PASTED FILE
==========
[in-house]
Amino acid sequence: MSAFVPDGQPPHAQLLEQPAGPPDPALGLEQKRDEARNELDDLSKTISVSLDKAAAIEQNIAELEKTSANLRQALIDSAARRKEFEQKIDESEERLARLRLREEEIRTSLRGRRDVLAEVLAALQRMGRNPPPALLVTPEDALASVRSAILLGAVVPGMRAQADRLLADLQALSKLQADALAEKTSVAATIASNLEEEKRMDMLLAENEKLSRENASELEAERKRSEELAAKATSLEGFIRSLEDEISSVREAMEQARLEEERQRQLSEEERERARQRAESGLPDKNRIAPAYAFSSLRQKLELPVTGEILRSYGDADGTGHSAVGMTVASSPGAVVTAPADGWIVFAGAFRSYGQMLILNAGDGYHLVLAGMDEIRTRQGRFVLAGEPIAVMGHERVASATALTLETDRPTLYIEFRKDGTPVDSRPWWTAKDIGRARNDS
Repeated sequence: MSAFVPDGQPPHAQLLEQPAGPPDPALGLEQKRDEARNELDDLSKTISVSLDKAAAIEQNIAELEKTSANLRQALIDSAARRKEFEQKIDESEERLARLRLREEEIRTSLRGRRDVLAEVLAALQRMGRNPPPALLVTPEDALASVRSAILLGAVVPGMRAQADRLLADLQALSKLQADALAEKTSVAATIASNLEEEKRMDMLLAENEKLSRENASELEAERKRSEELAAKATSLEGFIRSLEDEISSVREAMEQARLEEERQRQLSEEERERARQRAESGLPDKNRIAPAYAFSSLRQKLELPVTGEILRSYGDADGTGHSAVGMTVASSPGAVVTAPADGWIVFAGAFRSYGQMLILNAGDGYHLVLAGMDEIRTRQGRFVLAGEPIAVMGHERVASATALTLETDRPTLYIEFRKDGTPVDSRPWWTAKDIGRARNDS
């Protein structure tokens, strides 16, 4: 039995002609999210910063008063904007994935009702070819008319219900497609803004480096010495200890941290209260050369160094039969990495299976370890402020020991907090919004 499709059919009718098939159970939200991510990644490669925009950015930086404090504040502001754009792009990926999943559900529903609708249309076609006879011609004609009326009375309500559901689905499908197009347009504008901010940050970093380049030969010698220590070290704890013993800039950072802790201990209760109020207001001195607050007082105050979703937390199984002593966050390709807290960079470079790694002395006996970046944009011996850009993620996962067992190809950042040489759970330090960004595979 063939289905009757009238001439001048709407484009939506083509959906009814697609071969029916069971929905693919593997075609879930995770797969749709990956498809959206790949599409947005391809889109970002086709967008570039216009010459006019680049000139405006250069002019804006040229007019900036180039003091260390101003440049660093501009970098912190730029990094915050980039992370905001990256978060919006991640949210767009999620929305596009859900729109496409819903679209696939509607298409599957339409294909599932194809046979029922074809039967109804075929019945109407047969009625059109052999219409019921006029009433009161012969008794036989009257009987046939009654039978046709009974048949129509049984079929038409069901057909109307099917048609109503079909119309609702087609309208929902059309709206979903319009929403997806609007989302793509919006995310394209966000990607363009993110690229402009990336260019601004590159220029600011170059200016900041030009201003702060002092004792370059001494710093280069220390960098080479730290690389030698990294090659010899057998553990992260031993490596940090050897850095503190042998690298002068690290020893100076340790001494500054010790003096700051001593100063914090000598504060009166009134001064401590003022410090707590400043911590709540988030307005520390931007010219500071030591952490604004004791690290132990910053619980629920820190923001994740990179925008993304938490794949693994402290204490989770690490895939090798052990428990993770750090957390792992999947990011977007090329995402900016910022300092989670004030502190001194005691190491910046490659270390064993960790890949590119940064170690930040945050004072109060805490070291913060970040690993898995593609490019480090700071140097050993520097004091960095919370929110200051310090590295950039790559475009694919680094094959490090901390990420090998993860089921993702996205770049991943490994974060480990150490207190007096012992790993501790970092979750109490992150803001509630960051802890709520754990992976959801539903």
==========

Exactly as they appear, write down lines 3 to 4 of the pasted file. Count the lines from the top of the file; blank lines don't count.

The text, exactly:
Repeated sequence: MSAFVPDGQPPHAQLLEQPAGPPDPALGLEQKRDEARNELDDLSKTISVSLDKAAAIEQNIAELEKTSANLRQALIDSAARRKEFEQKIDESEERLARLRLREEEIRTSLRGRRDVLAEVLAALQRMGRNPPPALLVTPEDALASVRSAILLGAVVPGMRAQADRLLADLQALSKLQADALAEKTSVAATIASNLEEEKRMDMLLAENEKLSRENASELEAERKRSEELAAKATSLEGFIRSLEDEISSVREAMEQARLEEERQRQLSEEERERARQRAESGLPDKNRIAPAYAFSSLRQKLELPVTGEILRSYGDADGTGHSAVGMTVASSPGAVVTAPADGWIVFAGAFRSYGQMLILNAGDGYHLVLAGMDEIRTRQGRFVLAGEPIAVMGHERVASATALTLETDRPTLYIEFRKDGTPVDSRPWWTAKDIGRARNDS
């Protein structure tokens, strides 16, 4: 039995002609999210910063008063904007994935009702070819008319219900497609803004480096010495200890941290209260050369160094039969990495299976370890402020020991907090919004 499709059919009718098939159970939200991510990644490669925009950015930086404090504040502001754009792009990926999943559900529903609708249309076609006879011609004609009326009375309500559901689905499908197009347009504008901010940050970093380049030969010698220590070290704890013993800039950072802790201990209760109020207001001195607050007082105050979703937390199984002593966050390709807290960079470079790694002395006996970046944009011996850009993620996962067992190809950042040489759970330090960004595979 063939289905009757009238001439001048709407484009939506083509959906009814697609071969029916069971929905693919593997075609879930995770797969749709990956498809959206790949599409947005391809889109970002086709967008570039216009010459006019680049000139405006250069002019804006040229007019900036180039003091260390101003440049660093501009970098912190730029990094915050980039992370905001990256978060919006991640949210767009999620929305596009859900729109496409819903679209696939509607298409599957339409294909599932194809046979029922074809039967109804075929019945109407047969009625059109052999219409019921006029009433009161012969008794036989009257009987046939009654039978046709009974048949129509049984079929038409069901057909109307099917048609109503079909119309609702087609309208929902059309709206979903319009929403997806609007989302793509919006995310394209966000990607363009993110690229402009990336260019601004590159220029600011170059200016900041030009201003702060002092004792370059001494710093280069220390960098080479730290690389030698990294090659010899057998553990992260031993490596940090050897850095503190042998690298002068690290020893100076340790001494500054010790003096700051001593100063914090000598504060009166009134001064401590003022410090707590400043911590709540988030307005520390931007010219500071030591952490604004004791690290132990910053619980629920820190923001994740990179925008993304938490794949693994402290204490989770690490895939090798052990428990993770750090957390792992999947990011977007090329995402900016910022300092989670004030502190001194005691190491910046490659270390064993960790890949590119940064170690930040945050004072109060805490070291913060970040690993898995593609490019480090700071140097050993520097004091960095919370929110200051310090590295950039790559475009694919680094094959490090901390990420090998993860089921993702996205770049991943490994974060480990150490207190007096012992790993501790970092979750109490992150803001509630960051802890709520754990992976959801539903």